Statskontoret (The Swedish Agency for Public Management) has been tasked by the Government to carry out a survey of projects that promote the development of ideas and ways of working in public authorities and that can aid the development of trust-based governance. The assignment also includes highlighting good examples that create an effective administration that is within the rule of law and ensures greater knowledge-building in our public institutions.
We have based our study on the results of a questionnaire aimed at public authorities and on case studies of idea-to-implementation development projects in six authorities.
The authorities run a large number of projects
Over half of these authorities are running idea-to-implementation development projects specifically intended to aid the development of more trust-based governance. The authorities running these projects are found in all areas of administration but above all in the administrative authorities and in universities and colleges. Idea-to-implementation development projects are rather less common in the judiciary.
Large authorities run projects to a greater extent than do small authorities. There is also a larger proportion of authorities in the healthcare, environment and trade and industry sectors that run projects compared to authorities in other sectors. The sector in which idea-to-implementation development projects are least common is defence.
The projects are often aimed at streamlining activities and making use of employee skills
A large proportion of the idea-to-implementation development projects have been initiated for a number of different purposes. The most common of these is for that the projects streamline the activities of the authorities. Other common ones are that the authorities make greater use of employee skills and experiences and to cut down on unnecessary administration.
Authorities that are aware of the reform for trust-based governance are running more idea-to-implementation development projects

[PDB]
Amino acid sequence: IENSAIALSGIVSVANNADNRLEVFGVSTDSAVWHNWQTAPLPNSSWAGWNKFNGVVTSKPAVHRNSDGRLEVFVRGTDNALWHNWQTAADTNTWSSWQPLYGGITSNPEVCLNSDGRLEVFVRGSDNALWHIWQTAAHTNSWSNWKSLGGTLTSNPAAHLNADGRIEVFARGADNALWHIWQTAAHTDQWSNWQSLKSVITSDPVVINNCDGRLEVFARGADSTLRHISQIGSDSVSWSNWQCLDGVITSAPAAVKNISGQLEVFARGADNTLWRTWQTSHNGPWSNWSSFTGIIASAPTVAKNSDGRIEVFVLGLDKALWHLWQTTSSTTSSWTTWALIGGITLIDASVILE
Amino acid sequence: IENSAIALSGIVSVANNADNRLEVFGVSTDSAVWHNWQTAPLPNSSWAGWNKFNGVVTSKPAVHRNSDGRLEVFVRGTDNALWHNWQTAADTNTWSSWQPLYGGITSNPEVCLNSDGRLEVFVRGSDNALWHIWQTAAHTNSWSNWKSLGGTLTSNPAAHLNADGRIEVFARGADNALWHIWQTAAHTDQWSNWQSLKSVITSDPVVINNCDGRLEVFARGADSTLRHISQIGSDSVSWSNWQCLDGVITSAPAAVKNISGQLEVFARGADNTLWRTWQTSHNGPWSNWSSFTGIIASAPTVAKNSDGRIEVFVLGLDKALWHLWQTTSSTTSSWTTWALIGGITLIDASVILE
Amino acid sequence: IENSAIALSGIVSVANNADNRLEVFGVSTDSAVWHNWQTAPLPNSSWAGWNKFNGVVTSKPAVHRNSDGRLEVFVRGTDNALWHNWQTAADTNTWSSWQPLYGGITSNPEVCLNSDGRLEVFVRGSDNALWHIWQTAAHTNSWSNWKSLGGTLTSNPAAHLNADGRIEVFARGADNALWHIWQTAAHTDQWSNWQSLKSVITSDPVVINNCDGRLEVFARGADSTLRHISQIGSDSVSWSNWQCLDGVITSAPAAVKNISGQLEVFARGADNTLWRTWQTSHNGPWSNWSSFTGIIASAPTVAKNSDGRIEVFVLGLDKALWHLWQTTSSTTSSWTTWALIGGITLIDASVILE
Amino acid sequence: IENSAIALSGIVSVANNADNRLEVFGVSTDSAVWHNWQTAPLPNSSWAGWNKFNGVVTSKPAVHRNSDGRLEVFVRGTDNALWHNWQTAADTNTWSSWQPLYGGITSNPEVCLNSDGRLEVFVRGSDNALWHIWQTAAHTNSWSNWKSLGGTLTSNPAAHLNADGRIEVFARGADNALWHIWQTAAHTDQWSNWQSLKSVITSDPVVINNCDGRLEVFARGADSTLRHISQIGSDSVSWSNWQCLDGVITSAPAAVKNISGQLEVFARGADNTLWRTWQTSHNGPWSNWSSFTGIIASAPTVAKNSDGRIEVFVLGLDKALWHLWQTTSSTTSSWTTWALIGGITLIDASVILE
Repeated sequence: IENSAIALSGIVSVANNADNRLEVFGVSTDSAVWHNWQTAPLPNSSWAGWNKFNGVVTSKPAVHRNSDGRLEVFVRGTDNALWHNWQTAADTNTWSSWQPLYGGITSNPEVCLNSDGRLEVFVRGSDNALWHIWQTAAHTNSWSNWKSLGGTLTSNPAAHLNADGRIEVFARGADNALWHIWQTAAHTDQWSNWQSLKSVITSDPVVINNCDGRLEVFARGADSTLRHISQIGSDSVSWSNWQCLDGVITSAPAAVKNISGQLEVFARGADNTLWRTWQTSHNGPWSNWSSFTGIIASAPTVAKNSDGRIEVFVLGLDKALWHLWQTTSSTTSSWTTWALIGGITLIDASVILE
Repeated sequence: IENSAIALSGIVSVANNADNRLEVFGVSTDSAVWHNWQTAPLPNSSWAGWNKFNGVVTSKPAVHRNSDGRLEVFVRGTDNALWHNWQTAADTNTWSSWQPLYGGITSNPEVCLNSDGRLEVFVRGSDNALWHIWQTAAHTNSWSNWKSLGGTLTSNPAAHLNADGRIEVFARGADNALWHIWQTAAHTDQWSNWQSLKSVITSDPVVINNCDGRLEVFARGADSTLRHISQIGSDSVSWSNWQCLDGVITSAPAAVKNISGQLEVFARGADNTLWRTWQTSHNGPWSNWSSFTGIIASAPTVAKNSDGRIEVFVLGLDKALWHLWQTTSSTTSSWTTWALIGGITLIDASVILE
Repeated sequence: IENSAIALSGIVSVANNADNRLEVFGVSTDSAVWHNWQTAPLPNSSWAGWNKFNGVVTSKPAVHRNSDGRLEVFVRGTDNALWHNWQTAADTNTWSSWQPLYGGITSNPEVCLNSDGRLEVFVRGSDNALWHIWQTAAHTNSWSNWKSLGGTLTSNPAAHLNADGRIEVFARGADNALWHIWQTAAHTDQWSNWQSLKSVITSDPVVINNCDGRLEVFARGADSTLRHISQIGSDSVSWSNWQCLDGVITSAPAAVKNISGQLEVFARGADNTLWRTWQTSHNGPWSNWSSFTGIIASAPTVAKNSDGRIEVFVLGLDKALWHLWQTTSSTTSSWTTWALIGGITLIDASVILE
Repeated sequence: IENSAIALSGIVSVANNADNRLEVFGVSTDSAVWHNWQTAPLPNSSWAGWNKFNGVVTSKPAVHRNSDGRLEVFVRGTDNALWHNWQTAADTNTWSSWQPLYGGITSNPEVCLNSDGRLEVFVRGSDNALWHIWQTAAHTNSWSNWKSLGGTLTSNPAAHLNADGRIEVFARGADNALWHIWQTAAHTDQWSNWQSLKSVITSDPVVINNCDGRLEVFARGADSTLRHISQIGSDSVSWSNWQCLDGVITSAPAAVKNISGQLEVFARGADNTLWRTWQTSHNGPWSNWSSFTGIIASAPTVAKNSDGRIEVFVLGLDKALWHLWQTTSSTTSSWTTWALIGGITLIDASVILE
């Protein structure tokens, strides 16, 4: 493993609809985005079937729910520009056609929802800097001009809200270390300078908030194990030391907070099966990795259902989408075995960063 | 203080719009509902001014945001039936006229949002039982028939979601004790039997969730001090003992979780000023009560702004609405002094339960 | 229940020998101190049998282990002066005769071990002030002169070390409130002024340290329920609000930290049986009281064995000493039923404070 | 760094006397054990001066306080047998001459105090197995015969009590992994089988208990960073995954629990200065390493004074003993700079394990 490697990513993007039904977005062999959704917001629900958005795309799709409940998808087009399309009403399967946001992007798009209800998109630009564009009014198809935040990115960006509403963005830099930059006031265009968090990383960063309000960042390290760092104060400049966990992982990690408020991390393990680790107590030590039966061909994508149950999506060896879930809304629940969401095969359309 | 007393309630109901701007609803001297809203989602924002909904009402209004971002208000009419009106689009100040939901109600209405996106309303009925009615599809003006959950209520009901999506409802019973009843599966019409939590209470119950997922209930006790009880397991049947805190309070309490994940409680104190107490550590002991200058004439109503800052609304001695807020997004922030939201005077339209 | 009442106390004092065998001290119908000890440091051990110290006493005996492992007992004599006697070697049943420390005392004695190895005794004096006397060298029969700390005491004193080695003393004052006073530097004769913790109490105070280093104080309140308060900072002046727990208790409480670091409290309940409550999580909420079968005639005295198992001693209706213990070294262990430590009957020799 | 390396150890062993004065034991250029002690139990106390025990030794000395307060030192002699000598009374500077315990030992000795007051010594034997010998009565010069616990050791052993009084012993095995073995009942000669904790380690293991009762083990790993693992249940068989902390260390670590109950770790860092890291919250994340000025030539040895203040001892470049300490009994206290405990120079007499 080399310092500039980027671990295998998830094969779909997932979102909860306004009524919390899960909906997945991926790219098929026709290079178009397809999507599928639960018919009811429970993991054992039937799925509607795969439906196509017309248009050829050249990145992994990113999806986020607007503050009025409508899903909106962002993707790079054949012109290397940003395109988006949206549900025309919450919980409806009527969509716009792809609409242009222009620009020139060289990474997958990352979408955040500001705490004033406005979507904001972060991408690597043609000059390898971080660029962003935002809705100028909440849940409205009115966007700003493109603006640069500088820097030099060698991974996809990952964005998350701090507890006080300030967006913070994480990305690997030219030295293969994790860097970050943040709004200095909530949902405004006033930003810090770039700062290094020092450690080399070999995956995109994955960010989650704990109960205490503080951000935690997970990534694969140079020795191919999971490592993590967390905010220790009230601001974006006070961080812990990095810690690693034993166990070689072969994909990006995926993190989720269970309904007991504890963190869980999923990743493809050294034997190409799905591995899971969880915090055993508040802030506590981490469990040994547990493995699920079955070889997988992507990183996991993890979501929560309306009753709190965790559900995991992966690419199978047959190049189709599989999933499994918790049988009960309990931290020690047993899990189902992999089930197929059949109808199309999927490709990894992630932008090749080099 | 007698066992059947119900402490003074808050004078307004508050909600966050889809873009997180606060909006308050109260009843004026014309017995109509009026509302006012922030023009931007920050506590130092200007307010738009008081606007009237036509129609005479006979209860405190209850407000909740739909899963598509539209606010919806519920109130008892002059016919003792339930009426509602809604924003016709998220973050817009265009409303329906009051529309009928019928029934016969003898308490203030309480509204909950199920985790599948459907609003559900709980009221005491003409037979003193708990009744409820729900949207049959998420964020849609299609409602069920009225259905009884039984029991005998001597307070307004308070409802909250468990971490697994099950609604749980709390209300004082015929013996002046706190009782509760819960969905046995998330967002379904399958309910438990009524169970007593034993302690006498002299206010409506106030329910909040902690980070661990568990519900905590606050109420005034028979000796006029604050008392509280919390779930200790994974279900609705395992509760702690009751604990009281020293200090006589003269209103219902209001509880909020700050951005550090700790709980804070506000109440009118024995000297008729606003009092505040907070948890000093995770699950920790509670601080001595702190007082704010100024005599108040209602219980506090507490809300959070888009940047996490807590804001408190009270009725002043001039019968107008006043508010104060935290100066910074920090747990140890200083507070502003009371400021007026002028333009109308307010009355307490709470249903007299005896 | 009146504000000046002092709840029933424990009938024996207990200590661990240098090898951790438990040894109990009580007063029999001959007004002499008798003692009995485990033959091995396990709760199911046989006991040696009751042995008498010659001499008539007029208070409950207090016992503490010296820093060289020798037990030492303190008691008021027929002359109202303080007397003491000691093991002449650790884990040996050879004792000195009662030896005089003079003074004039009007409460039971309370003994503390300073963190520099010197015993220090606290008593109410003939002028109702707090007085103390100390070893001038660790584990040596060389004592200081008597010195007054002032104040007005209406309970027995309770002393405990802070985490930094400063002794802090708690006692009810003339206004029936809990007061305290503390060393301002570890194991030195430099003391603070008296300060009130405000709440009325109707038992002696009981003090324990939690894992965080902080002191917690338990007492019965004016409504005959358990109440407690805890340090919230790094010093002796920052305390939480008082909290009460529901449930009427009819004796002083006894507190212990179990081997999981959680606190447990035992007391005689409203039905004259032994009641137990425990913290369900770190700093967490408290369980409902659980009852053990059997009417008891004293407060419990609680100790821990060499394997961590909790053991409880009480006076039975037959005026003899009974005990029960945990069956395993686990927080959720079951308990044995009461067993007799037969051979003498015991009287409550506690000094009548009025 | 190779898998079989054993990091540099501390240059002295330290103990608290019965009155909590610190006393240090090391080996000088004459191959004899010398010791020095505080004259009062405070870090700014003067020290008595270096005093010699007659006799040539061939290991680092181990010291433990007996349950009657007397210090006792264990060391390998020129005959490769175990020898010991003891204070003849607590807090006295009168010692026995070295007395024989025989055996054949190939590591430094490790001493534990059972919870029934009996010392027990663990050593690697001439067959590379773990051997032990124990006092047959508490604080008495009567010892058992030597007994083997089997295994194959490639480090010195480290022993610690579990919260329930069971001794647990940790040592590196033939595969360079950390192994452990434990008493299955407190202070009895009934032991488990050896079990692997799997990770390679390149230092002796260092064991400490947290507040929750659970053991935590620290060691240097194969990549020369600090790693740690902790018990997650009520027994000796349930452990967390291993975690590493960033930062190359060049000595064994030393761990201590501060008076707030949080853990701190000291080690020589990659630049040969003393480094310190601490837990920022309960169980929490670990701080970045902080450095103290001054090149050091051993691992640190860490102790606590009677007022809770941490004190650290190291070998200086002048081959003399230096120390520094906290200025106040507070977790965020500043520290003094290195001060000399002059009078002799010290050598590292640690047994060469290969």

A large proportion of the authorities are aware of the Government’s reform to ensure trust-based governance. Certain authorities are running idea-to-implementation development projects to a greater extent than other authorities specifically so as to develop trust-based governance. These authorities are the ones that state that they are well aware of the reform or can demonstrate that the ongoing development of their activities is characterised by trust.
Good examples of idea-to-implementation development projects
On the basis of our survey we have selected and analysed six good examples of how authorities can help bring about greater trust-based governance. These projects have the primary aim of streamlining the activities of the authorities in question. The projects have been run on a small scale in these authorities, and each project has involved a limited number of people.
Different methods for aiding trust-based governance
The projects have sought in different ways to aid greater trust-based governance. These have been primarily meant
- refining the manner of governance to give the employees greater room for manoeuvre
- developing team-based methods of working to make use of employee skills
- cutting down on unnecessary administration to free up more time for core activities and hands-on management
- developing an overall view of procedures to cut down on “chasing targets”
- allowing management to provide support but not direct the activities down to the last detail
- involving employees in implementing the projects.
The case studies show that there are important prerequisites for ensuring the projects will be successful. In order to run an idea-to-implementation development project that has real substance,
- the projects should have been initiated on the basis of clearly identified needs
- the projects should have clear-cut goals
- an external party should assist by giving an outsider perspective
- it should be possible to set aside time for working on the project
- the authority’s management should demonstrate their awareness that producing results can take time
- the project group should have a strong mandate and the confidence of the authority’s management.
In order to run a project that will aid the development of more trust-based governance, the authorities need to
- regard trust as a means rather than an end in itself
- guarantee that a relationship of trust already exists between employees and managers before the start of the project.
Our case studies also show that there are risks associated with the efforts of these projects to aid the development of more trust-based governance.
Managers may not take more of a back seat in their role as managers
Less detailed regulations and greater room for manoeuvre mean that managers need to be more hands-on. In that way they can be of additional support for employees when the employees need it.
Employees may miss having detailed guidelines to rely on
Employees need to feel they have sufficient skills to exercise their new responsibilities. That will give them the assurance to manage their greater room for manoeuvre.
Don’t forget employees when creating follow-up procedures
Our case studies show that the projects often mean that while employees create new methods of working they are seldom allowed to participate in shaping the follow-up of results.